People die every day. They are shot, stabbed, strangled, or blown to bits. They die from natural disasters and crappy engineering and war. They die from operator error, negligence, and neglect. They die from disease, from old age, from wearing their body out a little faster than others.
I’m not sure what makes a death, or even just violence, newsworthy, not just evening news but internet news. It’s not just violence, because people are murdered every day and don’t get reported on, yet my friend’s murder made international internet news when it happened. Sometimes it’s numbers, but there doesn’t seem to be a hard threshold, with some people categorizing mass murders as anything over 4 while other outlets don’t seem interested unless the death toll is much higher. Sometimes one black person in a wealthy country makes headlines, and sometimes a hundred white people in another country are forgotten. One person dying of cancer is just another funeral, of no interest outside her family and friends, but if 10,001 people died of cancer one year and 10,000 the year before, there will be international headlines bemoaning the epidemic and telling us not to eat red dye number 5, or bacon, or anything that ever touched the wrong kind of plastic.
Wibbly wobbly standards of interest and panic.
But when death does make internet news, my Facebook feed always follows a very predictable pattern, as do I to be honest.
First, somebody vaguebooks about something. They are so sorry for a city, or praying for a family, or maybe they’re just in total shock with nothing to indicate whether it is a 7.2 earthquake in Tokyo or another UM/MSU game. It starts as one post, then gradually picks up steam, allowing me to rule out football depending on the geographical spread. Eventually, somebody will post a news story, or maybe they won’t and I’ll get all impatient and Google it myself. I don’t participate in this phase unless I learn something before seeing it on Facebook, which is pretty rare since I don’t watch or listen to news channels anymore.
Once the news stories start, they snowball quickly. Everybody has their own favorite outlets to share, and every post is topped by comments about prayer, courage, shock, pain, fear, the whose range of emotions. When this happens, I start looking for the exceptions. I want to see what is different, who is being a nutcase, what the radical ideas are. Who is sharing new pieces of information, and what are their sources? I try not to participate in this phase, either. If I am personally connected to the tragedy, I am busy coping and don’t want to risk sharing anything without permission. If I’m not connected, I don’t really trust anything I hear anyway, so I don’t want to spread it, but if I see something unusual and interesting I may boost it.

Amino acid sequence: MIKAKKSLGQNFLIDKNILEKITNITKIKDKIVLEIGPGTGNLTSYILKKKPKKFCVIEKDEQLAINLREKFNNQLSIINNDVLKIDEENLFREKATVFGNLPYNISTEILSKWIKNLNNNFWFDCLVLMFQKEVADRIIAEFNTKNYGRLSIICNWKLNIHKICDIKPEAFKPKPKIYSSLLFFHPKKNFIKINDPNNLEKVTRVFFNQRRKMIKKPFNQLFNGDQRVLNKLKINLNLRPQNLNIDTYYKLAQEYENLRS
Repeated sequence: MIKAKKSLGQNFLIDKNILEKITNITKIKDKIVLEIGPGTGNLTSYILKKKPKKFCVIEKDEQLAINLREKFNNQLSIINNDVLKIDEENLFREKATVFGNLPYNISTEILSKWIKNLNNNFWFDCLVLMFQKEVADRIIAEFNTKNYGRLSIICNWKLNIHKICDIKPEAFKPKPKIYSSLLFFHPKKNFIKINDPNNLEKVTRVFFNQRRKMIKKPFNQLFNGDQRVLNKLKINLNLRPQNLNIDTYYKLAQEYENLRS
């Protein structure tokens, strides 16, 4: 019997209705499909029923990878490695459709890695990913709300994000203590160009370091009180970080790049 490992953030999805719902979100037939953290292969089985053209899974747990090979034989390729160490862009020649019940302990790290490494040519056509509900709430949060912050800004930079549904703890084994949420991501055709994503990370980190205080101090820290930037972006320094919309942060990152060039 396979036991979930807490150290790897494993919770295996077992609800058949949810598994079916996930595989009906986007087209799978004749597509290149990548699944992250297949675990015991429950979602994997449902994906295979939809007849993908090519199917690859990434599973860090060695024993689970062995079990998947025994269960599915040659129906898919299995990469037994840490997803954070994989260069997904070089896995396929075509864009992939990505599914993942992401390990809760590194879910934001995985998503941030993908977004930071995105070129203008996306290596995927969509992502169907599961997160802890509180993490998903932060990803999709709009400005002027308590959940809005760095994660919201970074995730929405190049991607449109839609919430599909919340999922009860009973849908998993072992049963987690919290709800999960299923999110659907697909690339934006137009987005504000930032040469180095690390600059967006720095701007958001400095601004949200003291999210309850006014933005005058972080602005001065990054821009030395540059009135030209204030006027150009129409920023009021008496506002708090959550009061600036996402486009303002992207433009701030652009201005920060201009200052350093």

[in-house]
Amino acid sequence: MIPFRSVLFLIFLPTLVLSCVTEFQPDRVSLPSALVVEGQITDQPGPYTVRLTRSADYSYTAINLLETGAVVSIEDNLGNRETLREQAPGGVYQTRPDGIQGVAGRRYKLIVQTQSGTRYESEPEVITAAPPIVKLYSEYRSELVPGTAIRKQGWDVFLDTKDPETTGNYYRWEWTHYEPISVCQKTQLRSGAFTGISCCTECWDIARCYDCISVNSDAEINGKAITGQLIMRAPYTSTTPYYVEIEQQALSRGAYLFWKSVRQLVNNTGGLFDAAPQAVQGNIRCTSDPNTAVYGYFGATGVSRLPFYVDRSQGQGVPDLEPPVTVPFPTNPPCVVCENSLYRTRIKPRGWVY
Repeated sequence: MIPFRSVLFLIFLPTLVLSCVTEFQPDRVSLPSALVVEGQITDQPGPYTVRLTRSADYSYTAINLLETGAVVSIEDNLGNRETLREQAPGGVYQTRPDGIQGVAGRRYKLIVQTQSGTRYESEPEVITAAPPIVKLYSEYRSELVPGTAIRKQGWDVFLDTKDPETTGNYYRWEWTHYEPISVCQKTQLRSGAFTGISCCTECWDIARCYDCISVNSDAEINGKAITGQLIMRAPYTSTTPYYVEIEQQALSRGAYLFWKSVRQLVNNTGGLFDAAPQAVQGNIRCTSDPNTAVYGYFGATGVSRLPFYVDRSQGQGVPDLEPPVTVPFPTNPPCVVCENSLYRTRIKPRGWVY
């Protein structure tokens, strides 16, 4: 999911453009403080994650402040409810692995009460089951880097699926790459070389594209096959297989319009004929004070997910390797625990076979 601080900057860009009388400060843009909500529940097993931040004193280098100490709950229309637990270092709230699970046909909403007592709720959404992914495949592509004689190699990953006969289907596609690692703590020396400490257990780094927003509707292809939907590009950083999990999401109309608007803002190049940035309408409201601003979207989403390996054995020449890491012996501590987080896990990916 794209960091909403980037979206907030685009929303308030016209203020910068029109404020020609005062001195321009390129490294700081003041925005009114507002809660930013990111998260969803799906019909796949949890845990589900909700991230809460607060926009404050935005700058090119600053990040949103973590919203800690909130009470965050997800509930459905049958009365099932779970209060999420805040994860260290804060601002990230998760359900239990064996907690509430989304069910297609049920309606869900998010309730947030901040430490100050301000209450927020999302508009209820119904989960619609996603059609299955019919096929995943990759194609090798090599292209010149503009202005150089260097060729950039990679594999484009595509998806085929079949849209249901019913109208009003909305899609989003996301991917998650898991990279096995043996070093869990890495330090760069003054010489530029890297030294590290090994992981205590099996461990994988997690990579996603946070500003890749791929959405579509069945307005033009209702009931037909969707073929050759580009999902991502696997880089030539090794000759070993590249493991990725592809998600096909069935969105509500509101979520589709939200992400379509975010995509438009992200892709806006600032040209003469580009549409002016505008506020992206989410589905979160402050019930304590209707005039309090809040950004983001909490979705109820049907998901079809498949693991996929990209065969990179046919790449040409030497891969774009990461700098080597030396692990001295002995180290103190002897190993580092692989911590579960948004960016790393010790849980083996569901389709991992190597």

Somewhere in this area, the solidarity starts. Everybody starts to identify with the victim(s). They start saying they are that person, they are from that city or country, they believe in that cause. This is where Facebook profile pictures start to get changed, and this is also where things start to get ugly. It becomes a gang situation. You’re either with them or against them, and everybody can tell which gang you belong to by the colors you sport. Now you’re not allowed to stand aside. Everybody starts making assumptions based on your profile picture, on whether or not you’ve shared stories, or whether or not you pray.
And now the fighting starts, and my Facebook feed starts to look like the aftermath of Thanksgiving. The profile pic contingent is loudly crying and waving their flags, saying nobody understands. Somebody is telling them it’s their own fault, they could have prevented the whole thing. Two or three people are shouting from the other side of the room about how their feelings were hurt just last week, and why didn’t anybody pay attention to them? Mom and Grandma start praying for everybody and offering up conciliatory pie, while Dad and Uncle Joe discuss the statistics involved and wartime strategies for getting rid of all the culprits, presumed guilty up front of course.
And I’m just going to head into the living room and pull out my knitting, because getting involved in the argument myself isn’t going to do anything to help anybody.
I can’t fix the evil in the world. I can’t even be too sad about all of it, because life would no longer be worth living without joy. So my task is to bring some beauty and love into the world. That’s what I can do, and that’s what I can focus on. If you want some happiness, I’m here to help. See this beautiful thing I’m working on this week?